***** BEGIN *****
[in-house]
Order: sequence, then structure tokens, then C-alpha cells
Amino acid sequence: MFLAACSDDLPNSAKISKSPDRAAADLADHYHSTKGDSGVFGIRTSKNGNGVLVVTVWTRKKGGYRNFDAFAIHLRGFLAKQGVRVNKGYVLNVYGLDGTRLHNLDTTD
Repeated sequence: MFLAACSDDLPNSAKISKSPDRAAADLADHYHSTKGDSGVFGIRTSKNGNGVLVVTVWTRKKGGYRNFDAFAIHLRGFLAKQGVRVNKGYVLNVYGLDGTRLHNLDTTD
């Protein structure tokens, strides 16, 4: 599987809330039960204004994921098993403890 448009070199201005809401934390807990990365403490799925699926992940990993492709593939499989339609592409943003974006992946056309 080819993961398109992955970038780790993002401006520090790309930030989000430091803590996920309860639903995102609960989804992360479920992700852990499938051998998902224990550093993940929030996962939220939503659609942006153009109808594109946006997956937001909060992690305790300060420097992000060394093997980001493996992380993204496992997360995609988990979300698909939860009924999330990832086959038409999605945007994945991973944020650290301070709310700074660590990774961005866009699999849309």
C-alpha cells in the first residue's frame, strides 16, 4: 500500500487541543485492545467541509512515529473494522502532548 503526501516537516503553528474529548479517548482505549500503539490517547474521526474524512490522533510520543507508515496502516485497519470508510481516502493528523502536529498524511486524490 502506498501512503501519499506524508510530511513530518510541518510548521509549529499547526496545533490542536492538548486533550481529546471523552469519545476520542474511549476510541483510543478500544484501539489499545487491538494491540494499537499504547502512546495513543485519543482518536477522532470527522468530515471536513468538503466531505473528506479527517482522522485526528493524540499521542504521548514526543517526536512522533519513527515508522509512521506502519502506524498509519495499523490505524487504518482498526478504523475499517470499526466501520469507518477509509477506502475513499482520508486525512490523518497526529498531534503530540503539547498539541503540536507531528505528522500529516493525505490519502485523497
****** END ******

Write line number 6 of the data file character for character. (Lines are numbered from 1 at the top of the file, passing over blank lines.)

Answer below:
C-alpha cells in the first residue's frame, strides 16, 4: 500500500487541543485492545467541509512515529473494522502532548 503526501516537516503553528474529548479517548482505549500503539490517547474521526474524512490522533510520543507508515496502516485497519470508510481516502493528523502536529498524511486524490 502506498501512503501519499506524508510530511513530518510541518510548521509549529499547526496545533490542536492538548486533550481529546471523552469519545476520542474511549476510541483510543478500544484501539489499545487491538494491540494499537499504547502512546495513543485519543482518536477522532470527522468530515471536513468538503466531505473528506479527517482522522485526528493524540499521542504521548514526543517526536512522533519513527515508522509512521506502519502506524498509519495499523490505524487504518482498526478504523475499517470499526466501520469507518477509509477506502475513499482520508486525512490523518497526529498531534503530540503539547498539541503540536507531528505528522500529516493525505490519502485523497